The steady-state pharmacokinetics of venlafaxine administered at 150 mg/day were not affected when a

single 600 mg oral dose of lithium was administered to 12 healthy male subjects. ODV also was

unaffected. Venlafaxine had no effect on the pharmacokinetics of lithium (see also CNS-Active Drugs,

below).

7.6 Drugs Highly Bound to Plasma Proteins

Venlafaxine is not highly bound to plasma proteins; therefore, administration of venlafaxine extended-

release tablets to a patient taking another drug that is highly protein bound should not cause increased

free concentrations of the other drug.

7.7 Drugs that Inhibit Cytochrome P450 Isoenzymes

CYP2D6 Inhibitors: In vitro and in vivo studies indicate that venlafaxine is metabolized to its active

metabolite, ODV, by CYP2D6, the isoenzyme that is responsible for the genetic polymorphism seen in

the metabolism of many antidepressants. Therefore, the potential exists for a drug interaction between

drugs that inhibit CYP2D6-mediated metabolism of venlafaxine, reducing the metabolism of venlafaxine

to ODV, resulting in increased plasma concentrations of venlafaxine and decreased concentrations of

the active metabolite. CYP2D6 inhibitors such as quinidine would be expected to do this, but the effect

would be similar to what is seen in patients who are genetically CYP2D6 poor metabolizers [see

Clinical Pharmacology (12.3)]. Therefore, no dosage adjustment is required when venlafaxine is

coadministered with a CYP2D6 inhibitor.

Ketoconazole: A pharmacokinetic study with ketoconazole 100 mg b.i.d. with a single dose of

venlafaxine 50 mg in extensive metabolizers (EM; n=14) and 25 mg in poor metabolizers (PM;n=6) of

CYP2D6 resulted in higher plasma concentrations of both venlafaxine and O-desmethylvenlafaxine

(ODV) in most subjects following administration of ketoconazole. Venlafaxine C

increased by 26%

in EM subjects and 48% in PM subjects. C

values for ODV increased by 14% and 29% in EM and

PM subjects, respectively.

Venlafaxine AUC increased by 21% in EM subjects and 70% in PM subjects (range in PM's -2% to

206%), and AUC values for ODV increased by 23% and 33% in EM and PM (range in PM's - 38% to

105%) subjects, respectively. Combined AUC's of venlafaxine and ODV increased on average by

approximately 23% in EM's and 53% in PM's, (range in PM's 4% to 134%).

Concomitant use of CYP3A4 inhibitors and venlafaxine may increase levels of venlafaxine and ODV.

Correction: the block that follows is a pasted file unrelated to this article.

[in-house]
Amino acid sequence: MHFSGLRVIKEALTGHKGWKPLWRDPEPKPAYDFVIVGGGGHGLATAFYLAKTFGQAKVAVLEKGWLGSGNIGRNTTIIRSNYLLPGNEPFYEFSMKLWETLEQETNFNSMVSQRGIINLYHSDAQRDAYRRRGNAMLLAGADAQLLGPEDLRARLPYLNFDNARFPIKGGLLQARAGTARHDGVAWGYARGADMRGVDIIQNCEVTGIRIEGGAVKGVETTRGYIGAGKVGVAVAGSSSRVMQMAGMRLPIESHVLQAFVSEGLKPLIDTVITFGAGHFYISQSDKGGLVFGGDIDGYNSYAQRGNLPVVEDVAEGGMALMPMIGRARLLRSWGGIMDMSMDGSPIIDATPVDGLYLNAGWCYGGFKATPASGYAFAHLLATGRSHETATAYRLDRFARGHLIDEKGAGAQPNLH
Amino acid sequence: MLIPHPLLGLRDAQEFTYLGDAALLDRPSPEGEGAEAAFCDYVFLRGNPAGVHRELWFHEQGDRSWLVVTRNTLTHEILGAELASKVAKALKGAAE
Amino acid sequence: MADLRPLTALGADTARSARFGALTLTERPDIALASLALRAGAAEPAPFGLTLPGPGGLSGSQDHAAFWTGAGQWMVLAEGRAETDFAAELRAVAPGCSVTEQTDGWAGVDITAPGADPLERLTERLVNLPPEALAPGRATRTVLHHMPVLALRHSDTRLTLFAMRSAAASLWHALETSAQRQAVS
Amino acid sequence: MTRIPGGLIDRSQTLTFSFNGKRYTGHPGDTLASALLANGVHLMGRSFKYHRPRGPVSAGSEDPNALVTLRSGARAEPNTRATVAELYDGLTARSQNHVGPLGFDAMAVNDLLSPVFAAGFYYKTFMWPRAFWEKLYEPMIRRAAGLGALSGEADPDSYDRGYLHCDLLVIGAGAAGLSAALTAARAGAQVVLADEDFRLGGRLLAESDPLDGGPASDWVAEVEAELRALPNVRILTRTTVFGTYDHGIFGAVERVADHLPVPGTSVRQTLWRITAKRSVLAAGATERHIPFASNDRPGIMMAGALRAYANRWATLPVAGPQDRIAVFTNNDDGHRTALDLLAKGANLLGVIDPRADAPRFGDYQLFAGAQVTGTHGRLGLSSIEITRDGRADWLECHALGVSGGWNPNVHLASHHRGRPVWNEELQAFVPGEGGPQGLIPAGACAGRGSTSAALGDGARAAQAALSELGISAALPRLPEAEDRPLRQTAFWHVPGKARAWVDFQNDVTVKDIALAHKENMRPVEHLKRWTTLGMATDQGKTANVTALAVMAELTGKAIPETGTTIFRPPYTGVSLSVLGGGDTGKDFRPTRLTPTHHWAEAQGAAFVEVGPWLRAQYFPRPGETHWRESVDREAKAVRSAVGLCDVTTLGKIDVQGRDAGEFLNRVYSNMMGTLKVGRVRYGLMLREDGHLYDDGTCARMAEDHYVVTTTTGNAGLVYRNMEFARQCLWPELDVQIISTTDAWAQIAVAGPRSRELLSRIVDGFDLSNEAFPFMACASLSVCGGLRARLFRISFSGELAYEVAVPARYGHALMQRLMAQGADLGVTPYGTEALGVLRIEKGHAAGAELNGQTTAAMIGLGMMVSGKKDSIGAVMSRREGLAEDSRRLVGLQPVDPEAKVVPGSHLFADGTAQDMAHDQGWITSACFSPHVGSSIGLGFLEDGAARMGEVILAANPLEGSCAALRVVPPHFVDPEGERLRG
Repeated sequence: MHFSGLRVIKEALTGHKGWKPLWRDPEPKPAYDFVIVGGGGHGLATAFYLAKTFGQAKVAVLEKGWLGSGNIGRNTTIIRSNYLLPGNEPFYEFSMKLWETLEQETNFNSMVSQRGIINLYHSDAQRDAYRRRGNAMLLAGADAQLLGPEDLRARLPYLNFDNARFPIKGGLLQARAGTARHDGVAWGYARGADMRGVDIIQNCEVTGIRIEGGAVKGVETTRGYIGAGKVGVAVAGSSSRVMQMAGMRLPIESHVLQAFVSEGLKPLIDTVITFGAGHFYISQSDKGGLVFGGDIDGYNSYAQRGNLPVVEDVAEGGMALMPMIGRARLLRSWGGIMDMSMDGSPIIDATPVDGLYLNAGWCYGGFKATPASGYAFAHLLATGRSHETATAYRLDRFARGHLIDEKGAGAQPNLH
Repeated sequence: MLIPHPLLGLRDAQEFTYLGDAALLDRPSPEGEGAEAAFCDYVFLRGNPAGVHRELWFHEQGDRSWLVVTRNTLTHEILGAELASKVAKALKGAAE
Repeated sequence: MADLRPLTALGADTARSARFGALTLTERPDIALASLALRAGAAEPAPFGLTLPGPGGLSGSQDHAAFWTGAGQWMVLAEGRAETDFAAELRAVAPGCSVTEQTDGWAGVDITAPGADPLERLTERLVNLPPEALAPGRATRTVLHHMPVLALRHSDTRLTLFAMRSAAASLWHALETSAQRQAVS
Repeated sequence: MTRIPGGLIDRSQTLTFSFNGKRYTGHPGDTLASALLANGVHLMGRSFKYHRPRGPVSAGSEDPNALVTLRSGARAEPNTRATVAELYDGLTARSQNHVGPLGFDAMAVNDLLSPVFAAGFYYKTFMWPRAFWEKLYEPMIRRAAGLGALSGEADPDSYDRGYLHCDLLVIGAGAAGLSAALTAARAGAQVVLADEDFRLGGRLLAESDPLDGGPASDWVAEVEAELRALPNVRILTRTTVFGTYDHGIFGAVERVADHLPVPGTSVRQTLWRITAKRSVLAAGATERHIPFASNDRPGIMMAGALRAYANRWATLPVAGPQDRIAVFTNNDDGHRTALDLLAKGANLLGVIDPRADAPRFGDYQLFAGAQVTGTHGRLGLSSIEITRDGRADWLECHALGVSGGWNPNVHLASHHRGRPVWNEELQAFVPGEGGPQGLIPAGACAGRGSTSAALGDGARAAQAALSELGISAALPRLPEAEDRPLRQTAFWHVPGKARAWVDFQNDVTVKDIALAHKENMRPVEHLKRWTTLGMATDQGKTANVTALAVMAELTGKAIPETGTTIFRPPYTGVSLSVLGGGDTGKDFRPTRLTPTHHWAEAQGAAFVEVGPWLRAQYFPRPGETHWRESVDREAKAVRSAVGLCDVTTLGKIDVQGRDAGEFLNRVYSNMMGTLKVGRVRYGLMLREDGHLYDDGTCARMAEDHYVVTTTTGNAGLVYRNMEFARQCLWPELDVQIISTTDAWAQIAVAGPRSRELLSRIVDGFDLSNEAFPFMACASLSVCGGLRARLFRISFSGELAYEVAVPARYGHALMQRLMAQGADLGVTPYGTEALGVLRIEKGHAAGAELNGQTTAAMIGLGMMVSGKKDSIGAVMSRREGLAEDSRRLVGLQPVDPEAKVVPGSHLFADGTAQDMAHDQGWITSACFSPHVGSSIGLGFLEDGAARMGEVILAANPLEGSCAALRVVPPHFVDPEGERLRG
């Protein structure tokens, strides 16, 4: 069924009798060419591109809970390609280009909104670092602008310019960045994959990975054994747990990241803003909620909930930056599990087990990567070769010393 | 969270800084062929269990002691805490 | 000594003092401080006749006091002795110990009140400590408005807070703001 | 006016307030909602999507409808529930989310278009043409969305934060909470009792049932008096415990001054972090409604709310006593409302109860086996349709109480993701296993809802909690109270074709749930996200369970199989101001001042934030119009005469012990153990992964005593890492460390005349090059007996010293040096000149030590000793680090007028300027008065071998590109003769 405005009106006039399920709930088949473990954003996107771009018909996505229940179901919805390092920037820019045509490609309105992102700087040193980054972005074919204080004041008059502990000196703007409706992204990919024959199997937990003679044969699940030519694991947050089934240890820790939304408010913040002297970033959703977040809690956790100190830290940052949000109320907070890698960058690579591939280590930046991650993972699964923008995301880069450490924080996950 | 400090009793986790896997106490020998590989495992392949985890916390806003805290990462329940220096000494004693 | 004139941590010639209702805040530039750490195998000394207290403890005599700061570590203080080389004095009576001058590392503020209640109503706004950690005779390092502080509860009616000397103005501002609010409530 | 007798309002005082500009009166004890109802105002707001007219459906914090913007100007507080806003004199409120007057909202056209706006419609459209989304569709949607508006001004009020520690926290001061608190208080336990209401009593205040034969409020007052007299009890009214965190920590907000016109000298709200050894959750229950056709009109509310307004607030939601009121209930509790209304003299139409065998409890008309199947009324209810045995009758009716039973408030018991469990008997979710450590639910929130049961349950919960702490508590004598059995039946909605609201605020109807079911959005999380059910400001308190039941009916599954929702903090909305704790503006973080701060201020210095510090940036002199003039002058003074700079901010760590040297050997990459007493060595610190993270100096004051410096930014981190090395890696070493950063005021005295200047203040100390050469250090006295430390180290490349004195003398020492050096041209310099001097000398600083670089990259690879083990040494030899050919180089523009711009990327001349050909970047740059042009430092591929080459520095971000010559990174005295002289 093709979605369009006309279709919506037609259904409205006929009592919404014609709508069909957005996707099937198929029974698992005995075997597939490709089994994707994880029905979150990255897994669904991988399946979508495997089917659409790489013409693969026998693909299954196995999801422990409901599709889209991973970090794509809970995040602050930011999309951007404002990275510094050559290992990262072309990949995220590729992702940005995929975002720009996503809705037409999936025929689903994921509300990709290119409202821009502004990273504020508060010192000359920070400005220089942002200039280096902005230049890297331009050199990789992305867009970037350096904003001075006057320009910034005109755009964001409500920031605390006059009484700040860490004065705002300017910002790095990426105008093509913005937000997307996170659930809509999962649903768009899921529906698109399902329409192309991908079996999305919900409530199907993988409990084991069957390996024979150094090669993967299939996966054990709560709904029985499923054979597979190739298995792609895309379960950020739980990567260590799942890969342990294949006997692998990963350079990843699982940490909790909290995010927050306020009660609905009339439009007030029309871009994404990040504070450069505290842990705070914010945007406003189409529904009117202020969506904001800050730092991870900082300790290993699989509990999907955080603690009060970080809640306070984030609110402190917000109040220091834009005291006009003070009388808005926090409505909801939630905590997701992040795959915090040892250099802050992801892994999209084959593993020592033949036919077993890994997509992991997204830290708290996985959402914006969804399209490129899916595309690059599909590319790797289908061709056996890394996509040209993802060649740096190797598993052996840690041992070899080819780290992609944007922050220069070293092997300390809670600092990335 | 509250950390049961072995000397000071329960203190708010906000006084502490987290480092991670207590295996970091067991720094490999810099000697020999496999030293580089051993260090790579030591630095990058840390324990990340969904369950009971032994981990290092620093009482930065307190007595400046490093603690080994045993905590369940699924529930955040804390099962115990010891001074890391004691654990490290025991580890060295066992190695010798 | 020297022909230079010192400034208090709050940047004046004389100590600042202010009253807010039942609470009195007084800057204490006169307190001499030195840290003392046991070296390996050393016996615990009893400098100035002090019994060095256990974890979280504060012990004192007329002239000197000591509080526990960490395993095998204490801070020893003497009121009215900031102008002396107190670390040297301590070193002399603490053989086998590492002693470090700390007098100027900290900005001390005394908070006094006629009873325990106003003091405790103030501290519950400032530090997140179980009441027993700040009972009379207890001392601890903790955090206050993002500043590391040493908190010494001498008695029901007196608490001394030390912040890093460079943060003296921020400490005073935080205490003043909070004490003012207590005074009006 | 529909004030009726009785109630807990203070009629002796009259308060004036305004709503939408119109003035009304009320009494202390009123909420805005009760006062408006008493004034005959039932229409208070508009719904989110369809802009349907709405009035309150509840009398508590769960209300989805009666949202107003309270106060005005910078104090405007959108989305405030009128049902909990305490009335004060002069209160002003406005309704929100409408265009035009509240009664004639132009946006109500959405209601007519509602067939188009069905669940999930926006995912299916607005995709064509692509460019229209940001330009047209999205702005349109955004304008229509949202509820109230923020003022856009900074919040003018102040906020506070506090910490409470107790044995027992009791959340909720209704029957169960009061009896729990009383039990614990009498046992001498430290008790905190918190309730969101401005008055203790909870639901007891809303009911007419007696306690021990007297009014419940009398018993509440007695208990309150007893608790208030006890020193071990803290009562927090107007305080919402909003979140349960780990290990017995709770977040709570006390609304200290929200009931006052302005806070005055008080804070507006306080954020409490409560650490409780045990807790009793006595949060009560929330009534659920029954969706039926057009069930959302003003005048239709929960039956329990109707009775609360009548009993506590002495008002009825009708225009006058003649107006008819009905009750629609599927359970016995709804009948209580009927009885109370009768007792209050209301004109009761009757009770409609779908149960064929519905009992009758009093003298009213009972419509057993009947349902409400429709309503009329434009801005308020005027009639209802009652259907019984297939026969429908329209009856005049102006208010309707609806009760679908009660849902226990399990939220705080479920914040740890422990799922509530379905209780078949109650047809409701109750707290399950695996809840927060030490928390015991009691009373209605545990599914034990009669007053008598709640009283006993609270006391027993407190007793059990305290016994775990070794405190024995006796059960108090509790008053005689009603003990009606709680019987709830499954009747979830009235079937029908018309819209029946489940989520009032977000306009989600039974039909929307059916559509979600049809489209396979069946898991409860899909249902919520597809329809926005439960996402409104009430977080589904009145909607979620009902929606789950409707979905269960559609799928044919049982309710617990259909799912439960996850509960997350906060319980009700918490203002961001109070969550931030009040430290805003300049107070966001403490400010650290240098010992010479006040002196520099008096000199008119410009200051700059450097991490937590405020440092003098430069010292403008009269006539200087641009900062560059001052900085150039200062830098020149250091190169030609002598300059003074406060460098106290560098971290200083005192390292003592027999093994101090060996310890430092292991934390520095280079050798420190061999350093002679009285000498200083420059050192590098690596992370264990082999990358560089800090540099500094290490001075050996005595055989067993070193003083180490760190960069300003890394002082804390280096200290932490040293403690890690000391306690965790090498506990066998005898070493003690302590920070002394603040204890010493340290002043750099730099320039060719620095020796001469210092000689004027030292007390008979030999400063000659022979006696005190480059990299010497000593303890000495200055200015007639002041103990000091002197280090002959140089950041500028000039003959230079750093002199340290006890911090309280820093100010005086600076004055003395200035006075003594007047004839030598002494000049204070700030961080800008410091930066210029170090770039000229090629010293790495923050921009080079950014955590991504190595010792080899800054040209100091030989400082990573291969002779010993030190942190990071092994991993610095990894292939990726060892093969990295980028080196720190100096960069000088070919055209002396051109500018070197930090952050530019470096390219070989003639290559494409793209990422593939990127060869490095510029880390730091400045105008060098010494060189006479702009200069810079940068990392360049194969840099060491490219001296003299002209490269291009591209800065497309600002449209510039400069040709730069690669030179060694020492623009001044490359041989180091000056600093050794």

Therefore, caution is advised if a patient's therapy includes a CYP3A4 inhibitor and venlafaxine

concomitantly.

7.8 Drugs Metabolized by Cytochrome P450 Isoenzymes

CYP2D6

In vitro studies indicate that venlafaxine is a relatively weak inhibitor of CYP2D6. These findings have

been confirmed in a clinical drug interaction study comparing the effect of venlafaxine with that of

fluoxetine on the CYP2D6-mediated metabolism of dextromethorphan to dextrorphan.

Imipramine - Venlafaxine did not affect the pharmacokinetics of imipramine and 2-OH-imipramine.

However, desipramine AUC, C

, and C

increased by about 35% in the presence of venlafaxine.

The 2-OH-desipramine AUC's increased by at least 2.5 fold (with venlafaxine 37.5 mg q12h) and by 4.5

fold (with venlafaxine 75 mg q12h). Imipramine did not affect the pharmacokinetics of venlafaxine and

ODV. The clinical significance of elevated 2-OH-desipramine levels is unknown.

Metoprolol - Concomitant administration of venlafaxine (50 mg every 8 hours for 5 days) and

metoprolol (100 mg every 24 hours for 5 days) to 18 healthy male subjects in a pharmacokinetic

interaction study for both drugs resulted in an increase of plasma concentrations of metoprolol by

approximately 30 to 40% without altering the plasma concentrations of its active metabolite, α-

hydroxymetoprolol. Metoprolol did not alter the pharmacokinetic profile of venlafaxine or its active

metabolite, O-desmethylvenlafaxine.

Venlafaxine appeared to reduce the blood pressure lowering effect of metoprolol in this study. The

clinical relevance of this finding for hypertensive patients is unknown. Caution should be exercised

with co-administration of venlafaxine and metoprolol.

Venlafaxine treatment has been associated with dose-related increases in blood pressure in some

patients. It is recommended that patients receiving venlafaxine extended-release tablets have regular

monitoring of blood pressure [see Warnings and Precautions (5.3)].

Risperidone - Venlafaxine administered under steady-state conditions at 150 mg/day slightly inhibited

the CYP2D6-mediated metabolism of risperidone (administered as a single 1 mg oral dose) to its active

metabolite, 9-hydroxyrisperidone, resulting in an approximate 32% increase in risperidone AUC.

However, venlafaxine coadministration did not significantly alter the pharmacokinetic profile of the

total active moiety (risperidone plus 9-hydroxyrisperidone).

CYP3A4

Venlafaxine did not inhibit CYP3A4 in vitro. This finding was confirmed in vivo by clinical drug

interaction studies in which venlafaxine did not inhibit the metabolism of several CYP3A4 substrates,

including alprazolam, diazepam, and terfenadine.

Indinavir - In a study of 9 healthy volunteers, venlafaxine administered under steady-state conditions at

150 mg/day resulted in a 28% decrease in the AUC of a single 800 mg oral dose of indinavir and a 36%

decrease in indinavir C

. Indinavir did not affect the pharmacokinetics of venlafaxine and ODV. The